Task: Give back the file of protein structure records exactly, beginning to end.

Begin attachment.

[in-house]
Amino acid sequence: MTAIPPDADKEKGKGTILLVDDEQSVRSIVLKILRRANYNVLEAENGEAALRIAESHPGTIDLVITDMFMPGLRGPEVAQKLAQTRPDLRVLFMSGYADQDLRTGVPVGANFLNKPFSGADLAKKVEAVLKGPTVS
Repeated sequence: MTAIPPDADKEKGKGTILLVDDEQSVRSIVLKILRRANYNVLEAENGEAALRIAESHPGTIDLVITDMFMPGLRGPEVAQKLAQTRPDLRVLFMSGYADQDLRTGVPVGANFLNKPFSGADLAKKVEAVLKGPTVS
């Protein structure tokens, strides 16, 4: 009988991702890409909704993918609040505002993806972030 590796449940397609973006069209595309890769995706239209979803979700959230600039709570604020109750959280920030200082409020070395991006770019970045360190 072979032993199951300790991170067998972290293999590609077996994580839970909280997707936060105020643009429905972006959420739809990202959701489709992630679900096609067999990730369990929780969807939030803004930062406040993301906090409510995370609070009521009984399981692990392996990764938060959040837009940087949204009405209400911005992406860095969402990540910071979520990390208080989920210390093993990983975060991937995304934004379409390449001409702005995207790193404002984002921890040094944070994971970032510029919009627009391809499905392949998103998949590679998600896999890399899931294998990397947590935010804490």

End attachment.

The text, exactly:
[in-house]
Amino acid sequence: MTAIPPDADKEKGKGTILLVDDEQSVRSIVLKILRRANYNVLEAENGEAALRIAESHPGTIDLVITDMFMPGLRGPEVAQKLAQTRPDLRVLFMSGYADQDLRTGVPVGANFLNKPFSGADLAKKVEAVLKGPTVS
Repeated sequence: MTAIPPDADKEKGKGTILLVDDEQSVRSIVLKILRRANYNVLEAENGEAALRIAESHPGTIDLVITDMFMPGLRGPEVAQKLAQTRPDLRVLFMSGYADQDLRTGVPVGANFLNKPFSGADLAKKVEAVLKGPTVS
């Protein structure tokens, strides 16, 4: 009988991702890409909704993918609040505002993806972030 590796449940397609973006069209595309890769995706239209979803979700959230600039709570604020109750959280920030200082409020070395991006770019970045360190 072979032993199951300790991170067998972290293999590609077996994580839970909280997707936060105020643009429905972006959420739809990202959701489709992630679900096609067999990730369990929780969807939030803004930062406040993301906090409510995370609070009521009984399981692990392996990764938060959040837009940087949204009405209400911005992406860095969402990540910071979520990390208080989920210390093993990983975060991937995304934004379409390449001409702005995207790193404002984002921890040094944070994971970032510029919009627009391809499905392949998103998949590679998600896999890399899931294998990397947590935010804490």